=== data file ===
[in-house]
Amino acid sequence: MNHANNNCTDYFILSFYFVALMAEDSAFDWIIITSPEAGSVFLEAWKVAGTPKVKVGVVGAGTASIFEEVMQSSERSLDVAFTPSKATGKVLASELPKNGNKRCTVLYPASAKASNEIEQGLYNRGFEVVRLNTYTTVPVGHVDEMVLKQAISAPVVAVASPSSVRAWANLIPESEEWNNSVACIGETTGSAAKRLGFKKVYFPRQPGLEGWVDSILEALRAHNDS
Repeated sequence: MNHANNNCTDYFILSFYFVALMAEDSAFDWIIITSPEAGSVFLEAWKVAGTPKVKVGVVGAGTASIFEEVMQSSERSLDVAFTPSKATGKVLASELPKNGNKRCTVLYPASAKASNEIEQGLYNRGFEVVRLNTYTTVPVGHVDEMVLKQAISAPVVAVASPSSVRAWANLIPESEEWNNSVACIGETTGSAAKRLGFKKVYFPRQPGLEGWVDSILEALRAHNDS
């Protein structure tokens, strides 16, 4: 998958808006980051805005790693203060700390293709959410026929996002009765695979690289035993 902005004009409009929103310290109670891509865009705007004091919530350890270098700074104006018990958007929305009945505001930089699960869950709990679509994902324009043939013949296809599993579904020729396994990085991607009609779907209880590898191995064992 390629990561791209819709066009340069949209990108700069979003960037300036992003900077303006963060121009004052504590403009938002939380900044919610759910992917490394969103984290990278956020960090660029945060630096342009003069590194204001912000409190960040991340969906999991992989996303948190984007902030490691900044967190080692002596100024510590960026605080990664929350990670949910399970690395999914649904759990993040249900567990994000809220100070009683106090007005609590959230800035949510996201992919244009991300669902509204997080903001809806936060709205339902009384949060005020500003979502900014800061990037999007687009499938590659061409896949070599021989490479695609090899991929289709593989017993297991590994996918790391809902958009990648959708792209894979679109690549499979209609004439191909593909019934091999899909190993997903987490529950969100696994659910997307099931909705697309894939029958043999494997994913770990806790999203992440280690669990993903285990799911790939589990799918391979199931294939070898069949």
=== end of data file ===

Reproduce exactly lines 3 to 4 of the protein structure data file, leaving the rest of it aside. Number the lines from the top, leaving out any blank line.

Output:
Repeated sequence: MNHANNNCTDYFILSFYFVALMAEDSAFDWIIITSPEAGSVFLEAWKVAGTPKVKVGVVGAGTASIFEEVMQSSERSLDVAFTPSKATGKVLASELPKNGNKRCTVLYPASAKASNEIEQGLYNRGFEVVRLNTYTTVPVGHVDEMVLKQAISAPVVAVASPSSVRAWANLIPESEEWNNSVACIGETTGSAAKRLGFKKVYFPRQPGLEGWVDSILEALRAHNDS
């Protein structure tokens, strides 16, 4: 998958808006980051805005790693203060700390293709959410026929996002009765695979690289035993 902005004009409009929103310290109670891509865009705007004091919530350890270098700074104006018990958007929305009945505001930089699960869950709990679509994902324009043939013949296809599993579904020729396994990085991607009609779907209880590898191995064992 390629990561791209819709066009340069949209990108700069979003960037300036992003900077303006963060121009004052504590403009938002939380900044919610759910992917490394969103984290990278956020960090660029945060630096342009003069590194204001912000409190960040991340969906999991992989996303948190984007902030490691900044967190080692002596100024510590960026605080990664929350990670949910399970690395999914649904759990993040249900567990994000809220100070009683106090007005609590959230800035949510996201992919244009991300669902509204997080903001809806936060709205339902009384949060005020500003979502900014800061990037999007687009499938590659061409896949070599021989490479695609090899991929289709593989017993297991590994996918790391809902958009990648959708792209894979679109690549499979209609004439191909593909019934091999899909190993997903987490529950969100696994659910997307099931909705697309894939029958043999494997994913770990806790999203992440280690669990993903285990799911790939589990799918391979199931294939070898069949």